The Manly Masquerade unravels the complex ways men were defined as men in Renaissance Italy through readings of a vast array of sixteenth- and seventeenth-century evidence: medical and travel literature; theology; law; myth; conduct books; and plays, chivalric romances, and novellas by authors including Machiavelli, Tasso, and Ariosto. Valeria Finucci shows how ideas of masculinity were formed in the midst of acute anxiety about paternity by highlighting the beliefs-widely held at the time-that conception could occur without a paternal imprimatur or through a woman's encounter with an animal, or even that a pregnant woman's imagination could erase the father's "signature" from the fetus. Against these visions of reproduction gone awry, Finucci looks at how concepts of masculinity were tied to issues of paternity through social standing, legal matters, and inheritance practices.Highlighting the fissures running through Italian Renaissance ideas of manliness, Finucci describes how, alongside pervasive images of the virile, sexually active man, early modern Italian culture recognized the existence of hermaphrodites and started to experiment with a new kind of sexuality by manufacturing a non-man: the castrato. Following the creation of castrati, the Church forbade the marriage of all non-procreative men, and, in this move, Finucci identifies a powerful legitimation of the view that what makes men is not the possession of male organs or the ability to have sex, but the capability to father. Through analysis, anecdote, and rich cultural description, The Manly Masquerade exposes the "real" early modern man: the paterfamilias.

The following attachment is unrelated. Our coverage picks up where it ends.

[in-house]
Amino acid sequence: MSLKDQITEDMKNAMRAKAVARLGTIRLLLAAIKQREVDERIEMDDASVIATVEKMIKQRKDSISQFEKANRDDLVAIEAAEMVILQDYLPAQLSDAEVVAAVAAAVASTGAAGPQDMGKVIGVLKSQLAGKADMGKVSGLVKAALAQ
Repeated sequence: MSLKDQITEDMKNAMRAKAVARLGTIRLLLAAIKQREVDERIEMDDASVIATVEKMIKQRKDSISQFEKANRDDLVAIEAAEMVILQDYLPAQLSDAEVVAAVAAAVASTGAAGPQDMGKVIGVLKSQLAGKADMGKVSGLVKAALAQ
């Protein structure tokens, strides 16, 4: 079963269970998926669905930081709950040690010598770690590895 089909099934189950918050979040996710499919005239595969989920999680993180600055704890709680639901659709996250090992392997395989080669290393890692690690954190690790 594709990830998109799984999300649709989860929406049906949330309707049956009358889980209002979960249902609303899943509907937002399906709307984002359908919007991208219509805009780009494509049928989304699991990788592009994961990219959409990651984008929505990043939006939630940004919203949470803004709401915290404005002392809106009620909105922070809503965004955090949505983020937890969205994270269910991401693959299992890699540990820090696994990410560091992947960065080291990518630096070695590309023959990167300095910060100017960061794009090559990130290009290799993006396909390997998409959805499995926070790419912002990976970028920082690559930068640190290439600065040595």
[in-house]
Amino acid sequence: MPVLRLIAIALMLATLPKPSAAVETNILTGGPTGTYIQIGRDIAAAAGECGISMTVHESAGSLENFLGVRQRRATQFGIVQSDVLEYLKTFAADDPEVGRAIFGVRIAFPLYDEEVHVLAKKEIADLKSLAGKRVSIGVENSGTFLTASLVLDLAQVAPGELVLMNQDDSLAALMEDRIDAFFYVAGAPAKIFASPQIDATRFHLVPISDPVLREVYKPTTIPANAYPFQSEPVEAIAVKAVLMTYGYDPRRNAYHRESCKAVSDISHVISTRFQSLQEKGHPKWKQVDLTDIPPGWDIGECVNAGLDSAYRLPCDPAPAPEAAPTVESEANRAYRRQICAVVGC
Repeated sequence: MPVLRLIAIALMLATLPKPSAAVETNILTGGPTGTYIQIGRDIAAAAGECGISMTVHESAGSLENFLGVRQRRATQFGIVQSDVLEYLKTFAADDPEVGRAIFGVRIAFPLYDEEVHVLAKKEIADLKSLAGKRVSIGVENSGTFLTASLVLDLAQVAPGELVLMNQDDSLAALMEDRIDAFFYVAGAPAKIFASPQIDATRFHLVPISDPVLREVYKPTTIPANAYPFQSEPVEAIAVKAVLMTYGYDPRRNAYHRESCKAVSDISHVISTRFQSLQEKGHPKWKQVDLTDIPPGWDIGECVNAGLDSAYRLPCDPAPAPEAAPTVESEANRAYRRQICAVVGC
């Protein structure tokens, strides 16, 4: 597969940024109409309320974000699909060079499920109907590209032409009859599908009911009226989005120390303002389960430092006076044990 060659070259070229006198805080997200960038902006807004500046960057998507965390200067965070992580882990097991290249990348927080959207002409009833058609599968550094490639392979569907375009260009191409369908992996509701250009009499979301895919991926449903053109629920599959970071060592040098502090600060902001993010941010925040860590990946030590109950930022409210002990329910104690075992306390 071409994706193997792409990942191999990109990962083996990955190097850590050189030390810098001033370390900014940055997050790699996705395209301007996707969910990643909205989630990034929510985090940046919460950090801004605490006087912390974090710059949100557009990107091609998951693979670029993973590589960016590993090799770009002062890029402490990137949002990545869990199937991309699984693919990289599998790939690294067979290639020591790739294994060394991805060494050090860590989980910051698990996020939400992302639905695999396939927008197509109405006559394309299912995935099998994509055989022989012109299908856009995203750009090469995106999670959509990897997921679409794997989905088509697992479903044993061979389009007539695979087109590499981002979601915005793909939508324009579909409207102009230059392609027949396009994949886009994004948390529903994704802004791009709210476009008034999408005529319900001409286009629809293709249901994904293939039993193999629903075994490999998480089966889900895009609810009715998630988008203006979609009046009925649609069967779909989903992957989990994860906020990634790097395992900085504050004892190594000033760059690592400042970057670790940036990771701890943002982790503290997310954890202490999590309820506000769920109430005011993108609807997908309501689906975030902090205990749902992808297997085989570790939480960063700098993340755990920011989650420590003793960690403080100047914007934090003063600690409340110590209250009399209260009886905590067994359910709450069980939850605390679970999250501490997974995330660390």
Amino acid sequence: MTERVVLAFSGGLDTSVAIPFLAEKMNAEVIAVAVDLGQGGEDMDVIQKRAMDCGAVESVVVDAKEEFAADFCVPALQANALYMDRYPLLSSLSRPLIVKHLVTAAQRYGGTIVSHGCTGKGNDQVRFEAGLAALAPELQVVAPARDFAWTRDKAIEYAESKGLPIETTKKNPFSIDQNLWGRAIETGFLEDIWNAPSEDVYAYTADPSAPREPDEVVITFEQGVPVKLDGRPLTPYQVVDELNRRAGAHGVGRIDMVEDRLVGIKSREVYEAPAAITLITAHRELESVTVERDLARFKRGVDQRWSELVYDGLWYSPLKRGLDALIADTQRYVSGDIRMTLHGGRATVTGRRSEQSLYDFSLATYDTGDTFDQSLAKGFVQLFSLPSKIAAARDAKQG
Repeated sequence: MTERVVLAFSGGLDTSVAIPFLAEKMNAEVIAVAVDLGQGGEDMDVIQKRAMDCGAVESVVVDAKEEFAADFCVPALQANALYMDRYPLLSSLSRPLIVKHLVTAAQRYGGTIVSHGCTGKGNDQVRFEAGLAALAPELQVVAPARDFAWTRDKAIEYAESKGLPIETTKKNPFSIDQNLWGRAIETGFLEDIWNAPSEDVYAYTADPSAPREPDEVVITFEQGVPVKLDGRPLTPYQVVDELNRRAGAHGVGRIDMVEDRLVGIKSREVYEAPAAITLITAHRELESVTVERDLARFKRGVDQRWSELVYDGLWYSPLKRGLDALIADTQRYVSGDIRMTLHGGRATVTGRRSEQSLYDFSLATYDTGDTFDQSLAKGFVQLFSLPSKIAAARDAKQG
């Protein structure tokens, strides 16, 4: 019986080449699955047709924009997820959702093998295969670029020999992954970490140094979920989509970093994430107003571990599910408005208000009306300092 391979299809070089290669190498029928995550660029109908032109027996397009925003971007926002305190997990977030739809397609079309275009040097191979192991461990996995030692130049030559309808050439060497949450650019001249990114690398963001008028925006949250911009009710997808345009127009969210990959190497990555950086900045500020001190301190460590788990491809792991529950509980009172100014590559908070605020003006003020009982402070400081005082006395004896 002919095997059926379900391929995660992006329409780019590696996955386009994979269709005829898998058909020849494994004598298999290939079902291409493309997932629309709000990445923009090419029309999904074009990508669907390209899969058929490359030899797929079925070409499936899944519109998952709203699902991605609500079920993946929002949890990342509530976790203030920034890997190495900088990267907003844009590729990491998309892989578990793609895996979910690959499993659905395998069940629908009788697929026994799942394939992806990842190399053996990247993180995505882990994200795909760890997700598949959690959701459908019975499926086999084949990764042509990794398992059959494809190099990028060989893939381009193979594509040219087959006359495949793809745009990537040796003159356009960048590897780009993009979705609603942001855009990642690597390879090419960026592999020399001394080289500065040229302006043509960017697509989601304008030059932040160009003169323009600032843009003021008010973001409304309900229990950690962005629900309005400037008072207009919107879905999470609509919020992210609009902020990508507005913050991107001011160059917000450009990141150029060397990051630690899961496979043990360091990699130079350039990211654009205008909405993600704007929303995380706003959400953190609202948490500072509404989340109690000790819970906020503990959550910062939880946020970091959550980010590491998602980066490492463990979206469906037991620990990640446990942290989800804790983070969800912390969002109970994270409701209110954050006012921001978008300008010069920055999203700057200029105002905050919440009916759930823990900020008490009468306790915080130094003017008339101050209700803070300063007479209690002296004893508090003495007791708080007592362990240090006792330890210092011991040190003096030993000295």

Valeria Finucci is Associate Professor of Italian at Duke University. She is the author of The Lady Vanishes: Subjectivity and Representation in Castiglione and Ariosto. She is editor of Renaissance Transactions: Ariosto and Tasso and coeditor of Generation and Degeneration: Tropes of Reproduction in Literature and History from Antiquity to Early Modern Europe, both published by Duke University Press.
Acknowledgments ix Introduction: Body and Generation in the Early Modern Period 1 1. The Useless Genitor: Fantasies of Putrefaction and Nongenealogical Births 37 2. The Masquerade of Paternity: Cuckoldry and Baby M[ale] in Machiavelli's La mandragola 79 3. Performing Maternity: Female Imagination, Paternal Erasure, and Monstrous Birth in Tasso's Gerusalemme liberata 119 4. The Masquerade of Masculinity: Erotomania in Ariosto's Orlando furioso 159 5. Androgynous Doubling and Hermaphroditic Anxieties: Bibbiena's La calandria 189 6. The Masquerade of Manhood: The Paradox of the Castrato 225 Selected Bibliography 281 Index 307